Love Island: Former contestant Demi Jones announces she is cancer free

The Love Island star said her latest scan shows there's 'not a single cancer cell left' in her body. Credit: Instagram/demijones1

Former Love Island contestant Demi Jones has announced she is cancer free, after being diagnosed with thyroid cancer in May.

The 23-year-old told her 1.2 million Instagram followers on Monday the good news after her latest scan.

"I’M CANCER FREE!!!! I did it!" the reality TV star wrote in a post, featuring a photo of herself outside Queen Alexandra Hospital in her hometown of Portsmouth.

"I got my full body scan results back and there’s not a single cancer cell left in my body," she wrote.

Ms Jones - who appeared in Love Island's sixth series, in 2020 - said it had been "such a difficult year" both mentally and physically, following her cancer diagnosis and treatment.

She added she was "beyond grateful" for the kindness and support people have shown her, and said she would continue to be an advocate for cancer awareness.

"All my love and strength goes out to those who continue to fight this awful disease, here’s to a healthy and happy 2022," she wrote.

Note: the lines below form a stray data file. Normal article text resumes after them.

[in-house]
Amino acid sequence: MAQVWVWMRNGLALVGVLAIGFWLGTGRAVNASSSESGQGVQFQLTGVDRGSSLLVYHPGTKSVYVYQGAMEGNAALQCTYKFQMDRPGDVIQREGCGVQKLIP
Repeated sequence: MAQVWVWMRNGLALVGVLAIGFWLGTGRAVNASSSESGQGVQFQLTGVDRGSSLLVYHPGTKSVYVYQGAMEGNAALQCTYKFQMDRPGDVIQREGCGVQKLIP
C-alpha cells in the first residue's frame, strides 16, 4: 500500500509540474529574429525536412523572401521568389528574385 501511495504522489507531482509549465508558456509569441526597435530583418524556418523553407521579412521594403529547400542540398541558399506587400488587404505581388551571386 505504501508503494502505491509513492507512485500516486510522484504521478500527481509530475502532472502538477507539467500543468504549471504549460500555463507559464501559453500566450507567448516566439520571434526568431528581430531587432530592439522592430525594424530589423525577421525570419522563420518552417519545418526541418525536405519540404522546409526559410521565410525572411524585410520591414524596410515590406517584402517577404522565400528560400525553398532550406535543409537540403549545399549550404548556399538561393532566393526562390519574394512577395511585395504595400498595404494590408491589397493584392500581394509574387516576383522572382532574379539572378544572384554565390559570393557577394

Fellow Love Islanders Sharon Gaffka and Yewande Biala replied to the post with messages of support.

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The influencer found a "potentially cancerous" lump on her neck earlier this year and was admitted to hospital where the lump was removed.

Thyroid cancer affects a small gland in the neck that produces hormones. Women are two to three times more likely to develop it than men, according to the NHS.

Ms Jones has been working with Cancer Research UK to raise awareness of the disease following her diagnosis.

Symptoms of thyroid cancer

According to the NHS, symptoms of thyroid cancer can include:

  • A painless lump or swelling in the front of the neck – although only 1 in 20 neck lumps are cancer

  • Swollen glands in the neck

  • Unexplained hoarseness that does not get better after a few weeks

  • A sore throat that does not get better

  • Difficulty swallowing

When to get medical advice

According to the NHS, you should see a GP if you have symptoms of thyroid cancer. The symptoms may be caused by less serious conditions, such as an enlarged thyroid (goitre) so it's important to get them checked.

A GP will examine your neck and can organise a blood test to check how well your thyroid is working.

If they think you could have cancer or they're not sure what's causing your symptoms, you'll be referred to a hospital specialist for more tests.

For more information, visit the NHS website.